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What's your favorite???  

12 members have voted

  1. 1. What laugauge do you like working with the most?

    • C++
      5
    • C#
      1
    • VBscript
      2
    • I don't know any of these languages
      4


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I no c and c++ and stuff and it has way to complex syntax. so of course i go with vbscript, not because i no it (which i dont) but because it cant be gayer then c

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C is pretty powerful if you know how to use it (I don't, but I know what it can do).I'd go for C++ out of these three, because it's similar to PHP and Javascript in a lot of ways.

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Weird set of choices, especially for a web-oriented site. And with modern IDE's, a lot of what you think is the language is really the environment, or the set of object libraries supplied by the IDE manufacturer, all of which could change from platform to platform, IDE to IDE.So I don't see much meaningful coming out of this discussion. Sorry.

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Weird set of choices, especially for a web-oriented site. And with modern IDE's, a lot of what you think is the language is really the environment, or the set of object libraries supplied by the IDE manufacturer, all of which could change from platform to platform, IDE to IDE.So I don't see much meaningful coming out of this discussion. Sorry.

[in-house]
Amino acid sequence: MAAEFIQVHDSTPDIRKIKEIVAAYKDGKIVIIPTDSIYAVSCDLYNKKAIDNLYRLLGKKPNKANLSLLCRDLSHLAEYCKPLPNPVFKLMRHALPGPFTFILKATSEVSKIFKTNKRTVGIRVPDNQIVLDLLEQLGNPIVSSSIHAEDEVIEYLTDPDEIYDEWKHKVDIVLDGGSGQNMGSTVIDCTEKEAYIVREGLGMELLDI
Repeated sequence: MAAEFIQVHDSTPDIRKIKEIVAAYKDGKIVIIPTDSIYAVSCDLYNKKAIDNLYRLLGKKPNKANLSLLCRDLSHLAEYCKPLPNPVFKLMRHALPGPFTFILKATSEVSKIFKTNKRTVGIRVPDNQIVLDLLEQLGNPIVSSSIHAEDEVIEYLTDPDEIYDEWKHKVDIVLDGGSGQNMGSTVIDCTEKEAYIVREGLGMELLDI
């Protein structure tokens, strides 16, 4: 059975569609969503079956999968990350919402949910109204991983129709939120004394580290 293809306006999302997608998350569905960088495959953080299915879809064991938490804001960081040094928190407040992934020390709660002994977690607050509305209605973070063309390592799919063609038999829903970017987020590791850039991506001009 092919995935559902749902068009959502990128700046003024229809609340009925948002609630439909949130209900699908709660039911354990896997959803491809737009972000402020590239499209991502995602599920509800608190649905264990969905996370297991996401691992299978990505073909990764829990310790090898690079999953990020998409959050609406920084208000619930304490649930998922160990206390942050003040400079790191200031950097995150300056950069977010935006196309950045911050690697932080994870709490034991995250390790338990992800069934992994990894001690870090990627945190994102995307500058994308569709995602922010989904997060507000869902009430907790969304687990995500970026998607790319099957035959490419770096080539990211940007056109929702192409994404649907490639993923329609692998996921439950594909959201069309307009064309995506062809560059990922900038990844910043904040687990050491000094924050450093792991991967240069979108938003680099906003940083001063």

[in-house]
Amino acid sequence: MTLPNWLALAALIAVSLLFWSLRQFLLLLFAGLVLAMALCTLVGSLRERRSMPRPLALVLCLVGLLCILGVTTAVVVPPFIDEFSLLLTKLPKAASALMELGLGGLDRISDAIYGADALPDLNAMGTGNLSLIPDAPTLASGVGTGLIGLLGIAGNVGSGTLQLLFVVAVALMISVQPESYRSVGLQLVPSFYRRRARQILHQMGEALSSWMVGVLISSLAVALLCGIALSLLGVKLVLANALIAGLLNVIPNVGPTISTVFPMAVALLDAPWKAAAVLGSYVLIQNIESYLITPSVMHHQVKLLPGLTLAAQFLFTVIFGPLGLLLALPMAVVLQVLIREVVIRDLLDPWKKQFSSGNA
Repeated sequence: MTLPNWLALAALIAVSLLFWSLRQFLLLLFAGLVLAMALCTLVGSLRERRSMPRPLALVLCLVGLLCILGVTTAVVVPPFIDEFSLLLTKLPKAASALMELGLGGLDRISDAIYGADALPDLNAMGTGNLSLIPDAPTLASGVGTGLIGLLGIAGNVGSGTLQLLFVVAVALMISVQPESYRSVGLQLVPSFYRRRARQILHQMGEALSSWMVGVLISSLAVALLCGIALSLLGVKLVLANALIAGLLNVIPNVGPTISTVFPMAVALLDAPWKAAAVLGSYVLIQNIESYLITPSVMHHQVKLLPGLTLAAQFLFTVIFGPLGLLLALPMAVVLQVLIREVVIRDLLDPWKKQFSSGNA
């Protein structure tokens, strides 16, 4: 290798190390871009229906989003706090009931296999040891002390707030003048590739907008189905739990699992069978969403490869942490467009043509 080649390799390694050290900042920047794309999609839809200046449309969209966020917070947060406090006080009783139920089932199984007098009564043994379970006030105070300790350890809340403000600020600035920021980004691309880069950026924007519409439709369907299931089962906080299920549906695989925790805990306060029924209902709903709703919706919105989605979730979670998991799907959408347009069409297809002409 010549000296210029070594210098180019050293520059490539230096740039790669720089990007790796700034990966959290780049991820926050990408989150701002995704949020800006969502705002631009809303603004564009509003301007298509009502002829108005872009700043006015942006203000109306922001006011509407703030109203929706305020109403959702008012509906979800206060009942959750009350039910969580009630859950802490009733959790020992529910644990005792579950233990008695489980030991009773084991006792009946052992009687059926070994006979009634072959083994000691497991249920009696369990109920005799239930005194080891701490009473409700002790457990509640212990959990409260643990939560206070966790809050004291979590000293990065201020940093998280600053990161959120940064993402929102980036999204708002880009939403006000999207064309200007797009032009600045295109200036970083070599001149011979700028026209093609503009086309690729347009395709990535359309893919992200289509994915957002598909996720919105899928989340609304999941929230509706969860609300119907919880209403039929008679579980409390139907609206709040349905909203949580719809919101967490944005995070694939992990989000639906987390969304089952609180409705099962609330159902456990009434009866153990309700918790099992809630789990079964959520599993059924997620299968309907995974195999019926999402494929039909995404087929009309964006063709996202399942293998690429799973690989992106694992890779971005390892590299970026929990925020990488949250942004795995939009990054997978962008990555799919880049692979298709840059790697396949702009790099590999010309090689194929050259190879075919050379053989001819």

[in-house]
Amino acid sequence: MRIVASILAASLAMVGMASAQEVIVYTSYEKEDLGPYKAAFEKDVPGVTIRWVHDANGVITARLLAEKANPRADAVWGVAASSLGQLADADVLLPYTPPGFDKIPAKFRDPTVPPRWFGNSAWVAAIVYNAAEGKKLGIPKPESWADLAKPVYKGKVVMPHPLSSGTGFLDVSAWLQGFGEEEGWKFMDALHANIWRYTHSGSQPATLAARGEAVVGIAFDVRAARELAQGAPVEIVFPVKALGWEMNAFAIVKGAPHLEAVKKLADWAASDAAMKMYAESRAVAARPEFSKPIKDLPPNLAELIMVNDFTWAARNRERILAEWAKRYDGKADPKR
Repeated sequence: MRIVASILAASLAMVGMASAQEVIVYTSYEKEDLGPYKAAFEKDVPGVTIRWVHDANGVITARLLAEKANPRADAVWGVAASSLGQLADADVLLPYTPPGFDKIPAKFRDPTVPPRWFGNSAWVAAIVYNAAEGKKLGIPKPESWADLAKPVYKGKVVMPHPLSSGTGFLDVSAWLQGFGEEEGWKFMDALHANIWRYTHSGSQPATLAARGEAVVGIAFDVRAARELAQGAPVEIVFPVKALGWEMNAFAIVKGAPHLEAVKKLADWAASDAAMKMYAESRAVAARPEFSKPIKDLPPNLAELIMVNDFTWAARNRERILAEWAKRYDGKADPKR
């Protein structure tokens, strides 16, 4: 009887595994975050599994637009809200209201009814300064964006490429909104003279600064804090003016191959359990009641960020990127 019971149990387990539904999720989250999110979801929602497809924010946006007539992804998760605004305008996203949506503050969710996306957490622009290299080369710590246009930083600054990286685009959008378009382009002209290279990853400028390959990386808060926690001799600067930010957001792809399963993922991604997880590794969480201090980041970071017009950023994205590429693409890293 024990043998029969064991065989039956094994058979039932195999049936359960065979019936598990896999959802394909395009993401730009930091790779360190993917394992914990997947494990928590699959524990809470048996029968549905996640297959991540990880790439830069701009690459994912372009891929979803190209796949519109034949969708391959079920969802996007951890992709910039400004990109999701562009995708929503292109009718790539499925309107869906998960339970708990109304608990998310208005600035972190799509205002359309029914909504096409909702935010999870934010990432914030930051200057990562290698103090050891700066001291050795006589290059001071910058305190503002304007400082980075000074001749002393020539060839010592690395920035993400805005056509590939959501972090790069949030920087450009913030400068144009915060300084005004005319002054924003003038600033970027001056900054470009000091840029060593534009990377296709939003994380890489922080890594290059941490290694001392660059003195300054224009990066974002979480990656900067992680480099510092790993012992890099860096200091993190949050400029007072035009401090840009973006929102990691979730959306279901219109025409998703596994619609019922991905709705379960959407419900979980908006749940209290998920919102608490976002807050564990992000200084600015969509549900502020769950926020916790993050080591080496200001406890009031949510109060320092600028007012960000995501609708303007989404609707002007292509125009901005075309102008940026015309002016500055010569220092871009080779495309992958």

Word!And to be on topic, I'd go with C++/C#, because of their complexity, and because the syntax is similar to PHP/JS.P.S.: Guys, when you're talking about languages that YOU KNOW, you mean you know their syntax, and you're not just copy/pasting syts from a web site which is full of Pros...
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But at the risk of sounding weird, I'm going to say Javascript. It's object prototyping model makes very intuitive sense to me. Of course, it's very close to C in most other ways, and that's a bonus. I think if you added some memory management and some object libraries, you could build it into a very robust IDE that would give VB a run for its money for stand-alone apps. Easy to learn, quick to deploy, and a huge support community. Why not?

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I'll repeat what's been said, very strange list. I would have picked JavaScript had it been there (well, maybe not, I do love JS though).What about C, PHP, Ruby, Python, Java, JavaScript, Visual Basic (no VBScript if different), PERL, and about 2 dozen other languages out there?

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Maybe he's trying to pick a language for his new ASP.NET project, and can't decide between the three? lolOut of the list, C++ would be my favourite, I suppose. VBscript is the odd one out, as it is a scripting language designed for Windows OS command automating, while the other two are fully Turing-complete programming languages.

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The thread is st00pid. WORLD WIDE WEB Schools is not oriented to offline programming, and assuming that we're talking about web languages as well, is there anything compared to HTML?!?

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The thread is st00pid. WORLD WIDE WEB Schools is not oriented to offline programming, and assuming that we're talking about web languages as well, is there anything compared to HTML?!?
HTML is not a programming language. It is a markup language that defines a structure. HTML can DO anything.If this thread is so "st00pid" why are you wasting your time commenting in it???
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Well on web languages html is good, css makes things look good, but js hands down is my favorite.
I don't have a preference between CSS and JS because I think they are both good at doing their own different things. :)